Mudcat Café message #4028160 The Mudcat Café TM
Thread #167156   Message #4028160
Posted By: Joe Offer
13-Jan-20 - 07:42 PM
Thread Name: Review: Lost threads
Subject: RE: Review: Lost threads
OK, so I think we need to talk about the "Walter Pardon Industry." Jim Carroll says that the closure of the most recent Walter Pardon thread is an insult to Walter Pardon. I closed the thread twice because it had become combative, and had made rational discussion of Walter Pardon impossible - but Jim does not accept that explanation.

Pseudonymous started the thread on 5 November 2019. I have good reason to think that Pseudonymous started the thread in order to provoke Jim Carroll, but she did a fair amount of research and posted substantive information about Walter Pardon - more substantive information than had been posted previously at Mudcat. She included a number of questions - and it was clear that the questions were likely to provoke the anger of Jim Carroll. But still, Jim had the choice of answering the questions rationally, or becoming indignant and focusing on conflict rather than facts.

One particularly provocative expression from Pseudonymous was "Walter Pardon industry," and that one hit the jackpot. The term "Pardon Industry" was mentioned 18 times in the thread, and also in a number of other threads. It was deemed to be a rude insult to the reputation of Walter Pardon, but I wonder if it was. Some people didn't like Walter Pardon's singing, but I think that's mostly a matter of taste. I really don't think that Walter Pardon made a whole lot of money from his performances, and I'm inclined to think that Walter wasn't particularly interested in making lots of money from his singing. But still, the term "Walter Pardon Industry" made me think. There were a number of traditional "source singers" who were exploited by middle-class collectors.
It's Conventional Wisdom (true or not) to say that the Lomaxes and Peter Kennedy and John Jacob Niles exploited source singers, but were they the only ones? And couldn't it be fact that certain singers were exploited to the point that they became an "industry"? Certainly, Lead Belly was one traditional singer who became an "industry," and collectors and record companies made a fair amount of money from him. Lead Belly made a reasonable living from his recordings but certainly not what he deserved.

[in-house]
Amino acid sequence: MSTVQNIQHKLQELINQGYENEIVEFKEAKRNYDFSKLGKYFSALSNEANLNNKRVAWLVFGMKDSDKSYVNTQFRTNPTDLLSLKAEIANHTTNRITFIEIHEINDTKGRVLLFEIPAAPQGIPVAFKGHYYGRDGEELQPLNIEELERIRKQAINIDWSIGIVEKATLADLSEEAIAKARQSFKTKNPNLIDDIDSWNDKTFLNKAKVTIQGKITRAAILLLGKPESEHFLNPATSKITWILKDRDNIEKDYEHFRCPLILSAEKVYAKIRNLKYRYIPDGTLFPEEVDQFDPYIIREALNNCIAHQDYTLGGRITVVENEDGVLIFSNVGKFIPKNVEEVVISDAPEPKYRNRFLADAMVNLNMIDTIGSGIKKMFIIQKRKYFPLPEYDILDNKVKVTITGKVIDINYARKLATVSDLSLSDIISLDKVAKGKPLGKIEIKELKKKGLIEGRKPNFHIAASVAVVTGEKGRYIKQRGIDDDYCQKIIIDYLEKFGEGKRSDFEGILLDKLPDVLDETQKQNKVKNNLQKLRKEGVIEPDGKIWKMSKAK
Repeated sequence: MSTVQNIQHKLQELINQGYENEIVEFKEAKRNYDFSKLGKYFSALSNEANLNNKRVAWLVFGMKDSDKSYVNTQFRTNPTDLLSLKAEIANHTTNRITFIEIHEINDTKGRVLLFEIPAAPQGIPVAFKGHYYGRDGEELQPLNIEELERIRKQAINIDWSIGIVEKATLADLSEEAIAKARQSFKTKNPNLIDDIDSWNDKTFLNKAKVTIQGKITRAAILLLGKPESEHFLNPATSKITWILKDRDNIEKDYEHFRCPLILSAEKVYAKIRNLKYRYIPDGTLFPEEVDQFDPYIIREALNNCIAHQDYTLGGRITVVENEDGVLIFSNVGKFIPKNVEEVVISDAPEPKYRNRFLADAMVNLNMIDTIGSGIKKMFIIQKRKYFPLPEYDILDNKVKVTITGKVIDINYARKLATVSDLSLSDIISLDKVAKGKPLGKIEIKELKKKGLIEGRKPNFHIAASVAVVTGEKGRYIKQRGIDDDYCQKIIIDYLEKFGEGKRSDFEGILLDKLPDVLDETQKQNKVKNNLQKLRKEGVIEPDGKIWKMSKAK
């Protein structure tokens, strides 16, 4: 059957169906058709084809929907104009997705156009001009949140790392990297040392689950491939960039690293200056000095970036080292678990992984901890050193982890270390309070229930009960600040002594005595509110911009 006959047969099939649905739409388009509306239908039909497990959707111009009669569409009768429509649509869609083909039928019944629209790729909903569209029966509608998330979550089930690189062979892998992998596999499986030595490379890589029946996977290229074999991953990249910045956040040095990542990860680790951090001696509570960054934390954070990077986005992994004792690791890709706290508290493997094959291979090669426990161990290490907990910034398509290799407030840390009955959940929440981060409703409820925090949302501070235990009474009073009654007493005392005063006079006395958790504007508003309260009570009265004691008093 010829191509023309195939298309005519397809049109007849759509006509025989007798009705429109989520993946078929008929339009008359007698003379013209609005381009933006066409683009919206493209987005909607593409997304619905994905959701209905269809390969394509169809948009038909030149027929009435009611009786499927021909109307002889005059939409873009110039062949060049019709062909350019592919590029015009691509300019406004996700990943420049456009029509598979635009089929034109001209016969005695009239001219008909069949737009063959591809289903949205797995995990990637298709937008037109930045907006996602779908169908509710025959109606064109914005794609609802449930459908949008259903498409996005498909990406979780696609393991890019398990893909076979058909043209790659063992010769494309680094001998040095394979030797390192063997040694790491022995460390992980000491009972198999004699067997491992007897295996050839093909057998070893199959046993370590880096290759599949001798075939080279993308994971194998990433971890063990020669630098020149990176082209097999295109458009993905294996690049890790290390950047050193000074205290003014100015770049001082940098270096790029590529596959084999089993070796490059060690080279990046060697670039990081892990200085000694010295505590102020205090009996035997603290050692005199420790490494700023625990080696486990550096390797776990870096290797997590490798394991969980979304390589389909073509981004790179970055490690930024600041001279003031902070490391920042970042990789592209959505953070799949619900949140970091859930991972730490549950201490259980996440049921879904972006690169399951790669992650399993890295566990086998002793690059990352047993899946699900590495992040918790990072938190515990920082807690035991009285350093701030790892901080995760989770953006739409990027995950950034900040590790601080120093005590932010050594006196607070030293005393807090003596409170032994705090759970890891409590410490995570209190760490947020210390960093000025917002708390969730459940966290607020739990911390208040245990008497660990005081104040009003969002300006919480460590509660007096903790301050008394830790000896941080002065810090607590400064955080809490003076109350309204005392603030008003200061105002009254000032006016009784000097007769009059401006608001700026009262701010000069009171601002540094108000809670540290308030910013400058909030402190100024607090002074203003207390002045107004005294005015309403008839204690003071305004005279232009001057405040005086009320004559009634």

And what about Ralph Peer and the recordings he made at Bristol on the Virgina-Tennessee border? There's no doubt that Peer made an "industry" of the working-class singers he exploited. Try licensing a Carter Family song for recording, and you'll find that Ralph Peer's "industry" still exists.
So, was there a Walter Pardon or Harvey Cox or Joe Heaney or Frank Harte or Fred Jordan "industry"? Maybe so, or maybe not. But it's a matter worth discussing. And certainly, the term "industry" is not an insult to these wonderful traditional singers. It's an entree to a discussion of what is and is not appropriate in the "collecting" of songs from traditional singers.

So, was it an insult to Walter Pardon to bring up the question of a possible "Walter Pardon industry"? Certainly not. It may have been an insult to the collectors, but the collector tried to pawn it off as an insult to Walter Pardon. And no matter what you think of the morality of collecting songs from (or capitalizing on) traditional singers, I'm glad we have these recordings to study and enjoy.

And was it an insult to Walter Pardon to close a contentious thread about him that drifted off into personal invective and worse? Well, I suppose that's a matter of personal opinion, but my opinion also counts. And I think it was an injustice to Walter Pardon to leave such a contentious thread open.

-Joe Offer-